Bolivia eradicated 5,000 hectares of illegal and excess coca in the first half of the year, equal to the amount set by the country’s anti-drug law as a mandatory annual goal, announced on July 2 the Joint Task Force (FTC), made up of the army and the police.
“As of 1st of July, we’ve eradicated 5,098 hectares of illegal coca. We’ve exceeded what was done under the previous administration,” said Colonel Williams Kaliman, the commander of the FTC, at a public event attended by President Evo Morales in the coca-growing locality of Chimoré, 550 km southeast of La Paz.
“We hope to reach the goal of more than 10,000 hectares by the end of the year,” the Bolivian president noted. In 2011, a record 10,509 hectares were eradicated.
Morales emphasized that prior to his administration, “zero-coca policies led to a great deal of confrontation, because they were imposed from above and from outside, (but) now we’ve changed; it’s been possible to reduce the numbers without injuries and deaths.”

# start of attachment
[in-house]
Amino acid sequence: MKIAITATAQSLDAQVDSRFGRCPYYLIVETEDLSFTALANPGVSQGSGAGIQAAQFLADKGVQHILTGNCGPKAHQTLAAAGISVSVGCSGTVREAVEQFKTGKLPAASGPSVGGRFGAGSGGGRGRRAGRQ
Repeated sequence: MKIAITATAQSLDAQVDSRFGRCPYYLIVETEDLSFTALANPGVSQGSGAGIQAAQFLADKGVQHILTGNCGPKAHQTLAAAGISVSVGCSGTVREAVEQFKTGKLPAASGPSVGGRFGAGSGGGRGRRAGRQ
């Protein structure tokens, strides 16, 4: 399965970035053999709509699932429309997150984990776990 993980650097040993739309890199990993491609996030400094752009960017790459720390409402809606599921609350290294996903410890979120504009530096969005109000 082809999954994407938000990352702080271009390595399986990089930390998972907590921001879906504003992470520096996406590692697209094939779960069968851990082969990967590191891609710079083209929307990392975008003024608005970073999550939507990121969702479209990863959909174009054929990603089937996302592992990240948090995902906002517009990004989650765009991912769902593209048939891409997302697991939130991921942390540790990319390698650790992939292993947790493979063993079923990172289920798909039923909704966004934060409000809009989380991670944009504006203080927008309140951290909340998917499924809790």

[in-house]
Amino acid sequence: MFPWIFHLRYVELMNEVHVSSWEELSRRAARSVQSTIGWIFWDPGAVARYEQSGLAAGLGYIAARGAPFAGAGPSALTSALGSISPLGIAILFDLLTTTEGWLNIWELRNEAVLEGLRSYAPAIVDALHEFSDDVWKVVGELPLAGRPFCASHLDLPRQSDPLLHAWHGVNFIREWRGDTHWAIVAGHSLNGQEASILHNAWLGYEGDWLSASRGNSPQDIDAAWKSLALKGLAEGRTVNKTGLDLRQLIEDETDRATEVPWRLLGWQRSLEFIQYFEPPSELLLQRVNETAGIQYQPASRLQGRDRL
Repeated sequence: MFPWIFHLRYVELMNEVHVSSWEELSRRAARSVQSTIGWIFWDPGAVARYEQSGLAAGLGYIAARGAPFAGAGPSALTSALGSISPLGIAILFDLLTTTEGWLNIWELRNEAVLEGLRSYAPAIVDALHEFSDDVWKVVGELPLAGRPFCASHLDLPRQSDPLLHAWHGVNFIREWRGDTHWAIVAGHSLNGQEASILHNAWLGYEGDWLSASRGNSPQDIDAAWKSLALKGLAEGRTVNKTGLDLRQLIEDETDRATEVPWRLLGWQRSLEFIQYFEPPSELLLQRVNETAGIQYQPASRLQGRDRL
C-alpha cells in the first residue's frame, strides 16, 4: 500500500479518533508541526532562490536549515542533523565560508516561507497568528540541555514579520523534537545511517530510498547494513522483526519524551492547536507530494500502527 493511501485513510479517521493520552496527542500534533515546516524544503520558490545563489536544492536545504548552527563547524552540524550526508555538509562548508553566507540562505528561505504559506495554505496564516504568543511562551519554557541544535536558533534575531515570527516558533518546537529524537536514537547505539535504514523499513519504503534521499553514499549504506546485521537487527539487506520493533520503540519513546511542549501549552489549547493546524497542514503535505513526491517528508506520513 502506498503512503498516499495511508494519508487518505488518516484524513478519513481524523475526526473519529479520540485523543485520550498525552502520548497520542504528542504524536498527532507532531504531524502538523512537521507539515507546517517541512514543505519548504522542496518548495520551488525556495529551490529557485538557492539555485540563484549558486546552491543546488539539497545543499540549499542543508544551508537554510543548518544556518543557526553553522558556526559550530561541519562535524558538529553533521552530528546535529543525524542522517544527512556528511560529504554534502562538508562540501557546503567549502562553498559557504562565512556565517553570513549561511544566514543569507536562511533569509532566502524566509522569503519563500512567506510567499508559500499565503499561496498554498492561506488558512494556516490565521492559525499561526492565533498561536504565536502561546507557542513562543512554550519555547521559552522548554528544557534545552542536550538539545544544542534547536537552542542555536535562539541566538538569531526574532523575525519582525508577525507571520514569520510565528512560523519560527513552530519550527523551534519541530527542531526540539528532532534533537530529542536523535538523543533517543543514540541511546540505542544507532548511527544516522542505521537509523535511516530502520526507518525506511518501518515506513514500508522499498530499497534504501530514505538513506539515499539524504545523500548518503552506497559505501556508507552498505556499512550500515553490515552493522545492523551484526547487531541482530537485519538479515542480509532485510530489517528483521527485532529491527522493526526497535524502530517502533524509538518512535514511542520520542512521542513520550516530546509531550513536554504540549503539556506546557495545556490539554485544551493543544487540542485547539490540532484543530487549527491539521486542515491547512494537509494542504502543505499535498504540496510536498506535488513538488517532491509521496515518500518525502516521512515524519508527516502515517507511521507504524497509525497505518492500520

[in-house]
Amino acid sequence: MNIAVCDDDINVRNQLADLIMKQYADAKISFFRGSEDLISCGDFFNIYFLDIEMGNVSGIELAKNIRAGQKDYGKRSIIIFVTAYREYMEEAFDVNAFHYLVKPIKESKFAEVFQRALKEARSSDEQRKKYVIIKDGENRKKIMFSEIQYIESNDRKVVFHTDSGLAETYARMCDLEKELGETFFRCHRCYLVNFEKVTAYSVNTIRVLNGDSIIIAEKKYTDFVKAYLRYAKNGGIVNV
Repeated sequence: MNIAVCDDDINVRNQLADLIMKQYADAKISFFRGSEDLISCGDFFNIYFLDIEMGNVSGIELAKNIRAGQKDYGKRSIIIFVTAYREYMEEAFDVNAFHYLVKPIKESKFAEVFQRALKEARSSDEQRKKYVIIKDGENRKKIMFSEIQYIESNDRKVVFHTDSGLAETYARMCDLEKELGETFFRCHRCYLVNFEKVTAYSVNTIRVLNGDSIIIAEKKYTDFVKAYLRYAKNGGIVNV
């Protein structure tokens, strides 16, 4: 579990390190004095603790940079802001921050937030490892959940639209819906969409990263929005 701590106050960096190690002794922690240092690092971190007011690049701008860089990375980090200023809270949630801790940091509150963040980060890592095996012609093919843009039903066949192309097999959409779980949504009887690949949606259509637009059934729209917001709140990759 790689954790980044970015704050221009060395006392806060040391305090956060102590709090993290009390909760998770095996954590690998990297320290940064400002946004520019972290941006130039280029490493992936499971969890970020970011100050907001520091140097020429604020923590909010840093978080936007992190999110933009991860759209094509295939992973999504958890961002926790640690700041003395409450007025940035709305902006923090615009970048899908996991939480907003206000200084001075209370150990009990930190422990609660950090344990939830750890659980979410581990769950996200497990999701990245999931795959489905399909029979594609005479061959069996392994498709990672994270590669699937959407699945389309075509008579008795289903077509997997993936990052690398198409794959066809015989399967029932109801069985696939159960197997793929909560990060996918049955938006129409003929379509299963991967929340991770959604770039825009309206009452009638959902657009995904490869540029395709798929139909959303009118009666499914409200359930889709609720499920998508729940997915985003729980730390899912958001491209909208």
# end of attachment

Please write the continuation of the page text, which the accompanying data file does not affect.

The highest percentage reduction was recorded in the Trópico region of Cochabamba with 3,835 hectares, while in the Yungas region of La Paz (a traditional growing area), 1,000 hectares were eradicated.
Official figures also indicate that 23 tons of cocaine, the majority coming from Peru, were seized in 7,000 operations.
United Nations reports specify that there are 31,000 hectares planted with coca in Bolivia, despite the fact that the law only authorizes 12,000 hectares for traditional uses, such as chewing, medicine, and Andean religious rituals.
Bolivia is the world’s third largest cocaine producer, after Peru and Colombia, according to the same organization’s data.